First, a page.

Bisexuality from a female’s perspective

Kiara Zabala, Opinion Editor

Art by Frankie Nadal

If you were to look at me, you would see a number of things. A girl who dyes their hair crazy colors. A person with a collection of tattoos. Someone in a “straight” relationship. 

However, I am so much more than what lies above the surface. Hello, my name is Kiara, and I am bisexual. My pronouns are she/they, with more of a preference of they. 

The world is not as easy as one may think. People have this strange belief that once you come out, the battle is over. But really, that is where the battle finally begins. In my case, I am out to the world, but not my family. With this piece, I am putting it out there for all who choose to see. 

With being bisexual, there come certain things along with it, also because I am a female. For example, people think that my sexuality is a phase simply because my partner is male. This is not the case at all. My sexuality does not waiver depending on who I choose to date at the time. My sexuality is a constant that doesn’t falter. 

I also have been asked by men to partake in various activities because I am attracted to men and women. Just because I go both ways in the laws of attraction, this does not mean that I wish to partake in such activities.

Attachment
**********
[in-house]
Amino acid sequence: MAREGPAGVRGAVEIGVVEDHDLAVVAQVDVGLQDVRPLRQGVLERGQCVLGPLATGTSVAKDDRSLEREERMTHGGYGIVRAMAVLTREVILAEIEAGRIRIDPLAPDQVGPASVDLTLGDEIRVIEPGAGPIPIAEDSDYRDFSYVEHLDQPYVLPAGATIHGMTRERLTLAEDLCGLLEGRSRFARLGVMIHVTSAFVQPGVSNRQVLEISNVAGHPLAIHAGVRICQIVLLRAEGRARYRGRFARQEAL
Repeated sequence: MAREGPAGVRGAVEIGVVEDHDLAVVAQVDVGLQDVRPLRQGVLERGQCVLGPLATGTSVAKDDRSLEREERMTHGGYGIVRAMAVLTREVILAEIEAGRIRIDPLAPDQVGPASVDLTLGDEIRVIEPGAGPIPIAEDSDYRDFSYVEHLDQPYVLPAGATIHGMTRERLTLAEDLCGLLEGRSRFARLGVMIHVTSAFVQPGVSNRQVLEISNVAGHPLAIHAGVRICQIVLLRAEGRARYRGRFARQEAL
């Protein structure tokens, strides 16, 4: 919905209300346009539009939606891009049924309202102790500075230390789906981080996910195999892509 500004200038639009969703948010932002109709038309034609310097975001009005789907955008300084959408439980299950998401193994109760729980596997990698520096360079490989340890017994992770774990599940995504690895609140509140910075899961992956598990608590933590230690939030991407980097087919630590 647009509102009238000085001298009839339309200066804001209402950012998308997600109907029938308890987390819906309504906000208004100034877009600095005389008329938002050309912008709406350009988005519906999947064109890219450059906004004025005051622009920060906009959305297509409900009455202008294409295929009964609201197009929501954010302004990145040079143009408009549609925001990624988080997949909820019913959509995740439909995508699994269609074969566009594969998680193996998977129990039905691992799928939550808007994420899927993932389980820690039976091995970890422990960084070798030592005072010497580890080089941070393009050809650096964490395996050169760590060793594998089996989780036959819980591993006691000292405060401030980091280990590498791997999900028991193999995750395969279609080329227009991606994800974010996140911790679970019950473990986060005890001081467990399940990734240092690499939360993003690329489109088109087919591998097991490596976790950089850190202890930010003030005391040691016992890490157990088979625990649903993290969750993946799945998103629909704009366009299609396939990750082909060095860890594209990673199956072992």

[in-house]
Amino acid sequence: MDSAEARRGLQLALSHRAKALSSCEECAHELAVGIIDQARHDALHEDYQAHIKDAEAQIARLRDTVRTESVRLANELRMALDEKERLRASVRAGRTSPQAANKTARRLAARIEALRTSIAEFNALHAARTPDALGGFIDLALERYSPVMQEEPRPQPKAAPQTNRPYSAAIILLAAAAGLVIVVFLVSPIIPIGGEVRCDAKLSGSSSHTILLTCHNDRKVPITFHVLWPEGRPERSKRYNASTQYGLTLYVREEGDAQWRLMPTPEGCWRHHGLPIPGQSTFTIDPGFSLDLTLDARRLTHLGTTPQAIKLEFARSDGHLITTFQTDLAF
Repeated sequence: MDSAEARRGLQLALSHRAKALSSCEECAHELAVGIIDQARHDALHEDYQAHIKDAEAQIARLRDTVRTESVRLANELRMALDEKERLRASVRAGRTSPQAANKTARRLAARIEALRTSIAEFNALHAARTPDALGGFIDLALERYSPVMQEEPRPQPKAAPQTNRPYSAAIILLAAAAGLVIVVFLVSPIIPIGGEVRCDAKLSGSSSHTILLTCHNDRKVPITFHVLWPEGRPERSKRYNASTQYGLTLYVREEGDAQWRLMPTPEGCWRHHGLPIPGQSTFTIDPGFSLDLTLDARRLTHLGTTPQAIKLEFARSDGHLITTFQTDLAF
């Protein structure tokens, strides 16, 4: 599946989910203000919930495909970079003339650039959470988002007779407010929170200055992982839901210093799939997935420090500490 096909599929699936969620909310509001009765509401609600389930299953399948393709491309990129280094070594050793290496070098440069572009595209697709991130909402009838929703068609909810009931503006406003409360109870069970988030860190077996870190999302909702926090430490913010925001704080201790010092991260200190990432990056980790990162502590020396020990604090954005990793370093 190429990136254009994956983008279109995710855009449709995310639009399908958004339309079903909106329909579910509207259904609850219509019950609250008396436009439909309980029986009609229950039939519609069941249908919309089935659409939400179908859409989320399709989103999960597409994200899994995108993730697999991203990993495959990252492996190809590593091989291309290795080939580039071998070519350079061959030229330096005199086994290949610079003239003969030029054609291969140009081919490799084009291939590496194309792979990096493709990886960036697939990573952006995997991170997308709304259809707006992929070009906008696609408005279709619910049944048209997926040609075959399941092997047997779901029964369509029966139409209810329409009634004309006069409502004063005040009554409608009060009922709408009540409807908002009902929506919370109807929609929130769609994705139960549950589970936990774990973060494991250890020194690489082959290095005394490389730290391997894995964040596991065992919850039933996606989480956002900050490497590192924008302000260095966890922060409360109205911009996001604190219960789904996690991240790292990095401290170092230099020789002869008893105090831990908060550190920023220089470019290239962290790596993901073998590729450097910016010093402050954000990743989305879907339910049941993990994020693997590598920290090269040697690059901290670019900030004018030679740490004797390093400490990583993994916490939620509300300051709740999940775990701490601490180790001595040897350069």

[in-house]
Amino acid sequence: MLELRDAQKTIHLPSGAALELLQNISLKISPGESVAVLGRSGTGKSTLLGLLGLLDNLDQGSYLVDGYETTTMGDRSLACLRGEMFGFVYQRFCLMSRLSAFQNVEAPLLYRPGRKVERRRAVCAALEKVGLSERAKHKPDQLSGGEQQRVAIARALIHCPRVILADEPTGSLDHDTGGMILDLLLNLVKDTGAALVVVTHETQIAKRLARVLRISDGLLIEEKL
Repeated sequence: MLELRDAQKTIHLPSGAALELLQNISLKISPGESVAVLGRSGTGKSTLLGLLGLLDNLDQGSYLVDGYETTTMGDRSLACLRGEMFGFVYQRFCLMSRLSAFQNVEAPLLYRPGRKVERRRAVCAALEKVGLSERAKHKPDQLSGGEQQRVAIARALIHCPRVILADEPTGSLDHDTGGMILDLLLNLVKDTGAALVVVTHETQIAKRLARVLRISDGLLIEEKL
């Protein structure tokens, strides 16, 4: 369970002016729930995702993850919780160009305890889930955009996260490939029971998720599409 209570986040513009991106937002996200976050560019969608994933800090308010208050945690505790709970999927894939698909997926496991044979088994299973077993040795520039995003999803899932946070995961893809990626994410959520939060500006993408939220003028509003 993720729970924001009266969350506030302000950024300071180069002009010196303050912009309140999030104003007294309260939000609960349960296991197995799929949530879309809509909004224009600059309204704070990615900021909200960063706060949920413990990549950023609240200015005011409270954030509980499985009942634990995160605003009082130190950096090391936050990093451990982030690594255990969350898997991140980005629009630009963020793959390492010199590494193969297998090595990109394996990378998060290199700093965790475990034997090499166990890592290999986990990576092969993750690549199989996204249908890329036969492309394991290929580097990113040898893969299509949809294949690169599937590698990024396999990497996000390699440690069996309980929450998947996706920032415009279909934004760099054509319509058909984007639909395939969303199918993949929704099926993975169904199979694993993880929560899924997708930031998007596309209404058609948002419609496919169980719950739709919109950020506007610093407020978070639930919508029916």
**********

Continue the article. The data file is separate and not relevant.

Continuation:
Now, to be told that my sexuality does not exist from the community I was supposed to be welcomed in, the LGBTQIA+, is another thing. I am either told that my sexuality does not exist, or I am sexualized for being attracted to who I choose. It seems to me as if there is no winning. I feel as though I am drowning, trying to stay afloat in such a confusing world. 

I am writing this because I want people to be aware of just how difficult it is to be bisexual. People like to think we have it all figured out. That we know exactly what we want. But sometimes I feel I do not belong anywhere. I don’t belong in “straight culture” and some of the LGBTQ+ community don’t even believe bisexuality is even a real thing. How am I supposed to be myself, be comfortable in my own skin if I don’t even know where I belong? 

When you come out, everyone just thinks all your problems get fixed. But in my case, sometimes I wonder just how much easier my life would be if I just stayed in the closet because with that closet door wide open, more questions lay within.